Besides having the third largest English language theatre centre in the world after London’s West End and New York’s Broadway, this beautiful city has gained a reputation and status in the film industry in the last 20 years that is comparable to Cannes.

The annual Toronto International Film Festival (TIFF) is where art house and mainstream films get the red carpet treatment. Open to public, the festival’s major prize is the People’s Choice Award which is known to generate Oscar buzz due to past winners at both awards, such as the British films The King’s Speech and Slumdog Millionaire.

If big lights and grand shows aren’t your thing, don’t worry – the city has just as much to offer. There is an array of museums for different social and historical subjects, though you may be more impressed by some of their unique architecture. The Royal Ontario Museum boasts a collection of 13 million artefacts from South Asia to Africa. For a taste of modern art, check out the Art Gallery of Ontario or Bata Shoe Museum. Casa Loma is unmissable with its stately and European exterior, while the nearby Spadina Museum will transport you to a bygone era.


TIFF Bell Lightbox
350 King St W, Toronto, ON M5V 3X5

Royal Ontario Museum
100 Queens Park, Toronto, ON M5S 2C6

Art Gallery of Ontario
317 Dundas St W, Toronto, ON M5T 1G4

Bata Shoe Museum
327 Bloor St W, Toronto, ON M5S 1W7

Casa Loma
1 Austin Terrace, Toronto, ON M5R 1X8

Spadina Museum
285 Spadina Rd, Toronto, ON M5R 2V5



Don’t be fooled by the skyscrapers and underground shopping complex (PATH) in downtown. They showcase the impressive development of the city in recent years, but they do not define its inhabitants.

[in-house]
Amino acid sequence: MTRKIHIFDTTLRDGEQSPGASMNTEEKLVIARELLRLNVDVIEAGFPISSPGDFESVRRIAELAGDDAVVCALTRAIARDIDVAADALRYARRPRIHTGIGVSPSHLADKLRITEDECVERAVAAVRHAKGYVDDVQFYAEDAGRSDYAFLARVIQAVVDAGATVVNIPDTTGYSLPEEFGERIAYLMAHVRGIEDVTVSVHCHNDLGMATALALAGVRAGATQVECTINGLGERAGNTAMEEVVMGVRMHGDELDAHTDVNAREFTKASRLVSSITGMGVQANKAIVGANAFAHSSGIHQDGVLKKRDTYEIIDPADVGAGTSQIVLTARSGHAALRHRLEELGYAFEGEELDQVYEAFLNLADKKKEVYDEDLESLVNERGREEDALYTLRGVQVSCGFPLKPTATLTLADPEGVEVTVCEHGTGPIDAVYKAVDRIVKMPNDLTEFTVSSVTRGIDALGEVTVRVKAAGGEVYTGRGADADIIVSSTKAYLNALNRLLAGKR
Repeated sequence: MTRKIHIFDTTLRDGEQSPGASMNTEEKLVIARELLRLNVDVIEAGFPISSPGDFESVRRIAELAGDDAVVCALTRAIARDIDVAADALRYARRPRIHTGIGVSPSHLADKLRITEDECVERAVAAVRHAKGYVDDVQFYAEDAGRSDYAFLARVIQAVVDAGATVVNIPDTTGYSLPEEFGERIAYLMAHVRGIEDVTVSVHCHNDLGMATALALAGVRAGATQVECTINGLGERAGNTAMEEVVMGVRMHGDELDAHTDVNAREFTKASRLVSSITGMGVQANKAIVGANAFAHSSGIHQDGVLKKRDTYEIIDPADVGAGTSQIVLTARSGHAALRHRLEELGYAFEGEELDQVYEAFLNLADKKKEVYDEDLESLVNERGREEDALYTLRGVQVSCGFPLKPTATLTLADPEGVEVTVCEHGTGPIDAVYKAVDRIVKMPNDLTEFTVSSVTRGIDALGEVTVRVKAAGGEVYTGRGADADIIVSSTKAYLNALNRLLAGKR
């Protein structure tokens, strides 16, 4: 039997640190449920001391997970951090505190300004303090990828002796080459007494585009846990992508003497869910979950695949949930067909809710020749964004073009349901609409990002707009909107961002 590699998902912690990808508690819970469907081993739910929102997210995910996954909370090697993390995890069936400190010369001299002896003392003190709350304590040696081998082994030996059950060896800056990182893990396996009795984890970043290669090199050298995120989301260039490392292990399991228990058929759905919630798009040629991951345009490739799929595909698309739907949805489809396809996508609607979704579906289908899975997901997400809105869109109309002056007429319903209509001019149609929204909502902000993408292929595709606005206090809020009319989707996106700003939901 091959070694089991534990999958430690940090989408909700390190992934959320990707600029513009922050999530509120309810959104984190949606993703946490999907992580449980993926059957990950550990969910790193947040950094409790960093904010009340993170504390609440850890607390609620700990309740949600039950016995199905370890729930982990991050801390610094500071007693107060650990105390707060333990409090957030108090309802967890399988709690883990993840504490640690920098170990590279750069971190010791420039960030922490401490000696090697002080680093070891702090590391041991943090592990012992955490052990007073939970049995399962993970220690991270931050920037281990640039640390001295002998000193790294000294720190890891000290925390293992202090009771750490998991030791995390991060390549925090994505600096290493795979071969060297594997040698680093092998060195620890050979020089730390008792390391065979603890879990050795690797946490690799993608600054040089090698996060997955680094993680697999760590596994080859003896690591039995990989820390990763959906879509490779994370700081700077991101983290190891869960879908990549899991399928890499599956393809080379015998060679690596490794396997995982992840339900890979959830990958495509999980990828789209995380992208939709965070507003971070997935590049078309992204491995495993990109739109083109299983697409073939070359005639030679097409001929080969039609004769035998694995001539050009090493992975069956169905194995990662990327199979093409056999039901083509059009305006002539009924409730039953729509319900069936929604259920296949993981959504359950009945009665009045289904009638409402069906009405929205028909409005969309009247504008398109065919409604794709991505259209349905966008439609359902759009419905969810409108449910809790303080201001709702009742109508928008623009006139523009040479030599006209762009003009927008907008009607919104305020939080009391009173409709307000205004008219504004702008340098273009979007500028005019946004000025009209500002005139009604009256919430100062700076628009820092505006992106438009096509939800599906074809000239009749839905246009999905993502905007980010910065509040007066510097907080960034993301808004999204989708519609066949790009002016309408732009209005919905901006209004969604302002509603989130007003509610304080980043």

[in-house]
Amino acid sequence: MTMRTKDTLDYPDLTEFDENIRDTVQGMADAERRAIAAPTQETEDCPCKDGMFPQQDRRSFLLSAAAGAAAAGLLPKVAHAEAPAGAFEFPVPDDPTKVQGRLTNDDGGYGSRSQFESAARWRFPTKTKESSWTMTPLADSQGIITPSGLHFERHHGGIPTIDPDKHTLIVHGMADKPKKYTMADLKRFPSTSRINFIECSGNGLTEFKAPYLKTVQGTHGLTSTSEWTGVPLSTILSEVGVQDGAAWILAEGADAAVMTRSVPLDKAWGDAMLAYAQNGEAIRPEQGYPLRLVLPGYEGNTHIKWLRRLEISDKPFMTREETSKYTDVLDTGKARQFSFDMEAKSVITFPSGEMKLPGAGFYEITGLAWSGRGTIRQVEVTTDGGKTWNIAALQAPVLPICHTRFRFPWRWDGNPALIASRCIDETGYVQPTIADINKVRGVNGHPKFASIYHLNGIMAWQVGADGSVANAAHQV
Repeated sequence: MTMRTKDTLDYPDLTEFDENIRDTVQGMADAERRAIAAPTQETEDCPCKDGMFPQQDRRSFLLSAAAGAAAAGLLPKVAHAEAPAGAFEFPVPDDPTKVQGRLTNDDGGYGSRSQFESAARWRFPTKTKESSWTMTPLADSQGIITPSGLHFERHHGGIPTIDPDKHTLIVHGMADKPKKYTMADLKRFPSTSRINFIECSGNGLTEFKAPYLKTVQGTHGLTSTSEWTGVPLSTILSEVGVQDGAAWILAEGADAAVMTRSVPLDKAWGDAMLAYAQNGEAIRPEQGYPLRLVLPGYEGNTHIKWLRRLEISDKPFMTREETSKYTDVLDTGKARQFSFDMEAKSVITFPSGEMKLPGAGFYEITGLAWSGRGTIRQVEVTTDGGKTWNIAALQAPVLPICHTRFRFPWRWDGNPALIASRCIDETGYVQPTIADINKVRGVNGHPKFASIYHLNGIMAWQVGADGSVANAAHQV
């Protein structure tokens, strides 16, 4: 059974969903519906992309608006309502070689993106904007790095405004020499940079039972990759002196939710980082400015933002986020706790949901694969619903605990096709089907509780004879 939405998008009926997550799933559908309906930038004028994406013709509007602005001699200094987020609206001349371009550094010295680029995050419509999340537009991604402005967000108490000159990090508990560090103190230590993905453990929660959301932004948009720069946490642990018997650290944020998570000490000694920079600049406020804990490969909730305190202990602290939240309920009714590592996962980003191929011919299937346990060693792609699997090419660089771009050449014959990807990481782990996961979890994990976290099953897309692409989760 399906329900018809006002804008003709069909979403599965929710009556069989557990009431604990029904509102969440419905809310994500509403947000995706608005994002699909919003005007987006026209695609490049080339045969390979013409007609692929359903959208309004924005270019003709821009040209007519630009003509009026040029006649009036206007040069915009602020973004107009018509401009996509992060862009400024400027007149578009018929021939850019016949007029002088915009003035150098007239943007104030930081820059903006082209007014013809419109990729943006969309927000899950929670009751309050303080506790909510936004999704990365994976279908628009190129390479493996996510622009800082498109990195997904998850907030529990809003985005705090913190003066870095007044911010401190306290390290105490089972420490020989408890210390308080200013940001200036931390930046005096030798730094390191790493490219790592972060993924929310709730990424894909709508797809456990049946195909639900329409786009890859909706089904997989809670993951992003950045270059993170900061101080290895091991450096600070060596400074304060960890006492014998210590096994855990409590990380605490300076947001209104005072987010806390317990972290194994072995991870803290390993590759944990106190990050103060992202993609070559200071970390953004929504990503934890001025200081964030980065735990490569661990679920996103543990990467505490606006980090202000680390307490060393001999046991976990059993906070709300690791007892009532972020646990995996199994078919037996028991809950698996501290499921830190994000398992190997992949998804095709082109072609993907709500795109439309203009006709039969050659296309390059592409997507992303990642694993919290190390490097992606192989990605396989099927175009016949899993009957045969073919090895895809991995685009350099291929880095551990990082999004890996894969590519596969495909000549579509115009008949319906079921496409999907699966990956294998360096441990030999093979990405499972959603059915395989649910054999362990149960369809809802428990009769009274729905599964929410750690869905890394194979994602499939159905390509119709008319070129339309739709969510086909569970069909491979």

Take a break from sightseeing in this sprawling city at St James Park or many others dotted around downtown. Make the most of its stylish urban seating and watch the world goes by

To fully soak in the breathtaking beauty and size of Lake Ontario, hop on a ferry at the pier next to Harbour Square Park to reach the Toronto Islands. Be prepared to enter a world of adventures and possibilities, as you step foot onto this special place that enchants both residents and tourists.

Rent a bike or kayak to see the islands by navigating every bend and bridge. Lose yourself in one of the three sandy beaches (clothing is optional for one of these!). If you’re travelling as a family, the Centreville Amusement Park, tennis courts, and picnic spots may be just what you need on a lazy summer day.

As the sun begins to set across the city skyline, take a seat at a lookout point and you will be mesmerised by the view of a gently lit downtown with the mighty CN Tower shooting straight for the stars.

Worth a mention is the Ripley’s Aquarium of Canada, next door to CN Tower. It’s interactive, it’s informative, and its stingray feeding show – or stingray experience if you’re feeling brave – is a treat for children and adults.


Toronto Islands
Take the ferry from Harbourfront 

CN Tower
301 Front St W, Toronto, ON M5V 2T6

Ripley’s Aquarium of Canada
288 Bremner Blvd, Toronto, ON M5V 3L9



Hockey is Canada’s national sport, so that’s one good reason to watch the Toronto Maple Leafs play in a national league game in the Scotiabank Arena. The formerly Air Canada Centre is also home to Toronto Raptors of the NBA. The basketball season runs from every October to June.

A 15-minute walk from the arena is the Rogers Centre, the Toronto Blue Jays’ home stadium which can hold 50,000 baseball spectators under its dome. Chart-topping artists such as the Rolling Stones and Madonna also graced the stage here.


Scotiabank Arena (formerly Air Canada Centre)
40 Bay St, Toronto, ON M5J 2X2

Rogers Centre
1 Blue Jays Way, Toronto, ON M5V 1J1

Hockey Hall of Fame
30 Yonge St, Toronto, ON M5E 1X8


Have you visited Toronto? What would you recommend to see? Let us know below and share your images with us on Social Media: #CotswoldAllure